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Reviews 283 Wen-hsin Yeh. ProvincialPassages: Culture, Space, and the Origins ofChinese Communism. Berkeley: University ofCalifornia Press, 1996. x, 403 pp. Hardcover $50.00, isbn 0-520-20068-3. In her reinterpretation ofthe origins ofurban communism as it emerged in Shanghai, Wen-hsin Yeh incorporates space and its cultures as integral historical actors, alerting us to new historical approaches and possibilities. She argues that two of the seven members of Shanghai's Marxism Study Society—the forerunner of the first communist cell—were from the provincial backwaters (the "middle counties") ofZhejiang, having become radicalized while studying at Hangzhou's First Normal School. One member is the focus ofthis work; he is Shi Cuntong (1899-1970), who did no less than to "grasp and shape Hangzhou's progressive ideals by infusing them with the radicalizing anguish ofa middle county youth" (p. 176) and who became one ofthe Party's most important early ideologues (pp. 221, 232, 237). Yeh's biography ofShi humanizes this important figure through psychological insights and a deep sense ofinteraction between his life experiences and his ideological development. Her picture of the dynamics and process ofthe May Fourth Movement in Hangzhou is the best that we have for any locale. Her comparisons of the early communist movements in Shanghai, Beijing, and Guangzhou are enlightening. Especially insightful are her descriptions of the transformative effect ofthe united front on the fortunes ofthe Communist Party and her depiction of the cataclysm of the White Terror on Chinese politics. But most striking in this analysis is the treatment of space. In recent years, the explicit delineation of space has become increasingly an essential element in setting the context for historical action. But in Yeh's hands—most strongly in the "middle counties" of the Jinhua basin and in Hangzhou, and less strongly in Shanghai—space becomes a crucial actor, always part ofthe process ofhistorical change, even part of the human actors themselves: Jinhua's construction ofits own past "was an awareness in the very air, so to speak, that Jinhua's native sons breathed, and it informed their perception ofthemselves as historical actors" (p. 29). The center ofthe Jinhua school ofNeo-Confucianism between the twelfth and fourteenth centuries, this middle county (seen as a microcosm of the Middle Kingdom) continued to celebrate its past as "the idyllic embodiment ofthe Confucian way oflife that combined agrarian self-sufficiency with moral self-cultivation " (p. 28). Yeh poetically celebrates this idyll with names like "die garden,"© 1998 by University "the haven," and "a place for icons and relics." But by the seventeenth century, ofHawai'i Pressmjs Eden had deteriorated into "valleys ofshrines and tombs," where the once vibrant morality ofidyllic Confucianism had turned customary or, even worse, 284 China Review International: Vol. 5, No. 1, Spring 1998 masked immorality. Jinhua had been transmogrified over the centuries into "a rigidly ritualized society that had been encapsulated by its own past" (p. 50). In addition, the book argues that with the rise ofShanghai in the late nineteenth century and the consequent pulling ofnorthern Zhejiang (Zhexi) into its orbit, Jinhua and neighboring middle counties along the Qiantang River became provincial backwaters in stark economic decline. While northern Zhejiang flourished and participated in progressive political activity in the early twentieth century , the middle counties were "still in the hands of conservative landlords, remained tradition-bound and economically stagnant" (p. 67). It was diese middle counties that produced men like Shi Cuntong, who, in studying in Hangzhou, were "confronted by the economic expansiveness of northern Zhejiang . . . (and) could not but have lamented the backwardness of their hinterland homes" (p. 67). It was not only the economic provincial passage that propelled Shi into radicalism , however; under the teaching of progressive principal Jing Ziyuan at Hangzhou's First Normal School, the ethical passage was crucial. For Shi the question was what Confucianism meant in the modern world; could it be more than the mask that it had become in the middle counties? Even aside from provincial passages, Shi's own lifetime passage was perhaps psychologically and emotionally traumatic enough in itself to give rise to radical rebellion against the system. Impoverished at the division of a large extended household, Shi's family...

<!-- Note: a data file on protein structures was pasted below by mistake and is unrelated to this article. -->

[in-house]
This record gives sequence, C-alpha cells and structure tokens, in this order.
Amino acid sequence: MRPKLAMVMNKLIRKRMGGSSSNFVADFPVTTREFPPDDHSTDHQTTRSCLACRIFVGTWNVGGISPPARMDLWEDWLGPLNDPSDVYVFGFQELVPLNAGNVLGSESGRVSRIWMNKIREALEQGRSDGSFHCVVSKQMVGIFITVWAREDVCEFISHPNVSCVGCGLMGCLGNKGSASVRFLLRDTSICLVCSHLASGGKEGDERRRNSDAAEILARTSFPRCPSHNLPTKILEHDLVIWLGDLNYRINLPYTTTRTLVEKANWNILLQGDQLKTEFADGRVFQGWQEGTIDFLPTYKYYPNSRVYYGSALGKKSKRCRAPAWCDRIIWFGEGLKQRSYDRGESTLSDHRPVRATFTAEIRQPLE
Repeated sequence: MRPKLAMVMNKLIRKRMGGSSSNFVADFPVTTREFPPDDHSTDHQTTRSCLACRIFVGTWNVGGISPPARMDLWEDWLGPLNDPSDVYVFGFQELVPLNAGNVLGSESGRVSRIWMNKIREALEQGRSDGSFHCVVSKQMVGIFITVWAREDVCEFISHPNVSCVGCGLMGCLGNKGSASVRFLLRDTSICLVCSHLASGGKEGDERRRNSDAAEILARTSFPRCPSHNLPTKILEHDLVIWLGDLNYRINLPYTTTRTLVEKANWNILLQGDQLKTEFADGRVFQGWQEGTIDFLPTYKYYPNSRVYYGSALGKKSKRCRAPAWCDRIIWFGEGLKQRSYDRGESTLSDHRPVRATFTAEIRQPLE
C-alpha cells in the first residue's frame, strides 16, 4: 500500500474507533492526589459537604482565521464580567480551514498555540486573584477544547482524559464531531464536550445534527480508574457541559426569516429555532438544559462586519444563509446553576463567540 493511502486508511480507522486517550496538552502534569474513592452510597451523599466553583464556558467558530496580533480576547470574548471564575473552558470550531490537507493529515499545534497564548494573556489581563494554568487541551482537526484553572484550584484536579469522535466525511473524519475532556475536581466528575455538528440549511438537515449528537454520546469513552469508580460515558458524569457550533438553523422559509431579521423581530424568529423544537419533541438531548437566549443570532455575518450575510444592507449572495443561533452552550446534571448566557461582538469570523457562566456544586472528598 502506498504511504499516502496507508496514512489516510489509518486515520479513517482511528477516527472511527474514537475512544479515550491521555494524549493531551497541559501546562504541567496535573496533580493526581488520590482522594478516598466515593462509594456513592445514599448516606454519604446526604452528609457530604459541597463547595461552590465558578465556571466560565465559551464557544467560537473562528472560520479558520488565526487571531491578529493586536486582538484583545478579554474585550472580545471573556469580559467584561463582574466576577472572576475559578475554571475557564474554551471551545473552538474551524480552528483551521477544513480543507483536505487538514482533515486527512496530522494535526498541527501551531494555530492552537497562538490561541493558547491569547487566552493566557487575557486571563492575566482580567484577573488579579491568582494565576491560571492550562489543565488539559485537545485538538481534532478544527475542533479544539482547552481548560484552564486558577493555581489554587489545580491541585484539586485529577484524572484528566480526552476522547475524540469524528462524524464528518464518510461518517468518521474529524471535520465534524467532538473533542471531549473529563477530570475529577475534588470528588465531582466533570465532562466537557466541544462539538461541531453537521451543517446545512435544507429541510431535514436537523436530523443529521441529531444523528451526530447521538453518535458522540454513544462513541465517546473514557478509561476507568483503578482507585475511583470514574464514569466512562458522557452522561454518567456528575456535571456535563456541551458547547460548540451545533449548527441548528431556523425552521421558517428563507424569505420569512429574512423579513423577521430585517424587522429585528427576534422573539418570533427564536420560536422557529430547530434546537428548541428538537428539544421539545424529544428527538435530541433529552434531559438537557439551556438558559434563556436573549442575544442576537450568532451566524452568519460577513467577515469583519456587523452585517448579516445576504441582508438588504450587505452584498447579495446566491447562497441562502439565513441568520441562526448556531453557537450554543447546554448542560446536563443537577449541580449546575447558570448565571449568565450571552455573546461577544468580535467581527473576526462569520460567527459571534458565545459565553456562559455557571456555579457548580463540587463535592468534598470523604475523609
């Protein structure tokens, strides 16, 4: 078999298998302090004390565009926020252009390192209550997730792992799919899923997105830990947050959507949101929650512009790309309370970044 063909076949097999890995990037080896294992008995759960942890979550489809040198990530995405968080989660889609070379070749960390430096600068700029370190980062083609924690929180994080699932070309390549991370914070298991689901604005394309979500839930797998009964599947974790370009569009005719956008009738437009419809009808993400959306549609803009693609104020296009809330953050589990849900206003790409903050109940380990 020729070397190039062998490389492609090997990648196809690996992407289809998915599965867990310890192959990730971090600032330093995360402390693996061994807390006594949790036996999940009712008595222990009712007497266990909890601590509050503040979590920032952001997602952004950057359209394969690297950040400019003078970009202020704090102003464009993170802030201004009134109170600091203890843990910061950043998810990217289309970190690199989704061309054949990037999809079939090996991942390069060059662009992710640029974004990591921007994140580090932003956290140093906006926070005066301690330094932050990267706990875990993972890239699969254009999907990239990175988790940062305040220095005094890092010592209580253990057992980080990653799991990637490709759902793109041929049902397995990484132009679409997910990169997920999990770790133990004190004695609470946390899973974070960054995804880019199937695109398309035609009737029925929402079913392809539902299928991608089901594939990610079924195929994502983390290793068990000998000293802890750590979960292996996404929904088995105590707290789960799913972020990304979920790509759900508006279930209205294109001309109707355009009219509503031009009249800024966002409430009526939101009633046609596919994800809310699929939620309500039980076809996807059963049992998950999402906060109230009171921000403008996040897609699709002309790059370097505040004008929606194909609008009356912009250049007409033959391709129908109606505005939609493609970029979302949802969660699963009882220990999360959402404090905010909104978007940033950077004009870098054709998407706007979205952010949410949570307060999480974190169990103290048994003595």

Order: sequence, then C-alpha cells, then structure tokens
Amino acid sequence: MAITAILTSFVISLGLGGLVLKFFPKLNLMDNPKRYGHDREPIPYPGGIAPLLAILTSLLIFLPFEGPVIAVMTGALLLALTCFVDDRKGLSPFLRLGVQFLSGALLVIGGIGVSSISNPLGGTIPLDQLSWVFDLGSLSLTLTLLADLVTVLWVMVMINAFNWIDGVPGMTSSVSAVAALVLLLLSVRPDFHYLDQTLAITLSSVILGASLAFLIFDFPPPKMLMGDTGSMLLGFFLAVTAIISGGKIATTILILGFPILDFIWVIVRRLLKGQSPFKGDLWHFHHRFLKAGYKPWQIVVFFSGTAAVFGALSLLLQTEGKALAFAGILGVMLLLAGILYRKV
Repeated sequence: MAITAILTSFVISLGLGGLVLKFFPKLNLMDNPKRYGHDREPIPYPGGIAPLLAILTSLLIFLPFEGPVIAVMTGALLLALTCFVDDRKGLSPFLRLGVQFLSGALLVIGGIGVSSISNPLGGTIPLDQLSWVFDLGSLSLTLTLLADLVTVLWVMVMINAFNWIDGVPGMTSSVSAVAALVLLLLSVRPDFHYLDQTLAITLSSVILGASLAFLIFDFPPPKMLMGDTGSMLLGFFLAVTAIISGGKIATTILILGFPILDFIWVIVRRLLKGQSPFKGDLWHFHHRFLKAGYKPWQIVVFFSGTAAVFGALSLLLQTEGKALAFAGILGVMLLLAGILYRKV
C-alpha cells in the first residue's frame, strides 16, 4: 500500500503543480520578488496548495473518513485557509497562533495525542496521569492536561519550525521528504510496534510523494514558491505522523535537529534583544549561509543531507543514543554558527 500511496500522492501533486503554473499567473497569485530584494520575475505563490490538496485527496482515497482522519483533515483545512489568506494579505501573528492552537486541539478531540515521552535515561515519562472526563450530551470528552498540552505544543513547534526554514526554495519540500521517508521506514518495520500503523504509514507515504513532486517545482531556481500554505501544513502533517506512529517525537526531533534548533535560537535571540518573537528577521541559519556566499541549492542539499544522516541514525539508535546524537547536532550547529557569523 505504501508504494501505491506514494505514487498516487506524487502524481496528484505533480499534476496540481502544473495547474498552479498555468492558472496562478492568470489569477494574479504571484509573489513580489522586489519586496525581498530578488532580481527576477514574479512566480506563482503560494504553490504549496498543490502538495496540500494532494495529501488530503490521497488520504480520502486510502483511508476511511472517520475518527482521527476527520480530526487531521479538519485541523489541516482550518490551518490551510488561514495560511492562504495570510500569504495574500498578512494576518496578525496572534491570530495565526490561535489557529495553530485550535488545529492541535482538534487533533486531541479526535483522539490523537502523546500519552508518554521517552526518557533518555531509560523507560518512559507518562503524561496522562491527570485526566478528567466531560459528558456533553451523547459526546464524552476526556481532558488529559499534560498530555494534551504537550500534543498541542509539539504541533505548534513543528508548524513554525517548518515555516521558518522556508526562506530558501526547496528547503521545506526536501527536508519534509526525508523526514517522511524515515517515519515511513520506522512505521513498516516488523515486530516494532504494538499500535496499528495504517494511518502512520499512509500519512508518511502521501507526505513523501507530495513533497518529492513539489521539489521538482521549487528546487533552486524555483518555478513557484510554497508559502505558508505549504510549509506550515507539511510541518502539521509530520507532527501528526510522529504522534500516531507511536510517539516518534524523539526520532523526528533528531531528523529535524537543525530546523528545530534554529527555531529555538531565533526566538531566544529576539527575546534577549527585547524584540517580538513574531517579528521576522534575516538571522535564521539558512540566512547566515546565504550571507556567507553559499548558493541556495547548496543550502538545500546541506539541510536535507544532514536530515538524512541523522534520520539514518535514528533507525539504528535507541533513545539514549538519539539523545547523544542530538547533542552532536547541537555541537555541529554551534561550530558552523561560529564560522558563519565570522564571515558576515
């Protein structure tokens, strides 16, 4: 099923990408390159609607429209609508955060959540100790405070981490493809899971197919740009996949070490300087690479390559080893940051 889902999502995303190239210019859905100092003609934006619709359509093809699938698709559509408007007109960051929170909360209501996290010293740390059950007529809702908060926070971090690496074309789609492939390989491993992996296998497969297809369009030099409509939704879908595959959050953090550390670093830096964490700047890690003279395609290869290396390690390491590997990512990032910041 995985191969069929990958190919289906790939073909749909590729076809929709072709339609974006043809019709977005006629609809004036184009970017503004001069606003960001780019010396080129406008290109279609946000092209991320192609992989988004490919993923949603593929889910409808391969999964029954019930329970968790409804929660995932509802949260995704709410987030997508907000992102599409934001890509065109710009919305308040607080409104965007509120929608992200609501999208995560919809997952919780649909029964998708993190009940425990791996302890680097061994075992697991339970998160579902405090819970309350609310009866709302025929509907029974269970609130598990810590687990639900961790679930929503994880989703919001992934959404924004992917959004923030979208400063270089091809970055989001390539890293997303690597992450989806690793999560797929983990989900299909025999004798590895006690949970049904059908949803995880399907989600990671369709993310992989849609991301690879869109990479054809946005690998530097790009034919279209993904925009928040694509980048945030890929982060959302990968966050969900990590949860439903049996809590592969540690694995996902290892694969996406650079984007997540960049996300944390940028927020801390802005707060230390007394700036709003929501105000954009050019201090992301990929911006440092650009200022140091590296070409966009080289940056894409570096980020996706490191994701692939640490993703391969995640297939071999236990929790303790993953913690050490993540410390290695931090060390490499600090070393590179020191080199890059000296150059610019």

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Additional Information

ISSN
1527-9367
Print ISSN
1069-5834
Pages
pp. 283-288
Launched on MUSE
2011-03-30
Open Access
No
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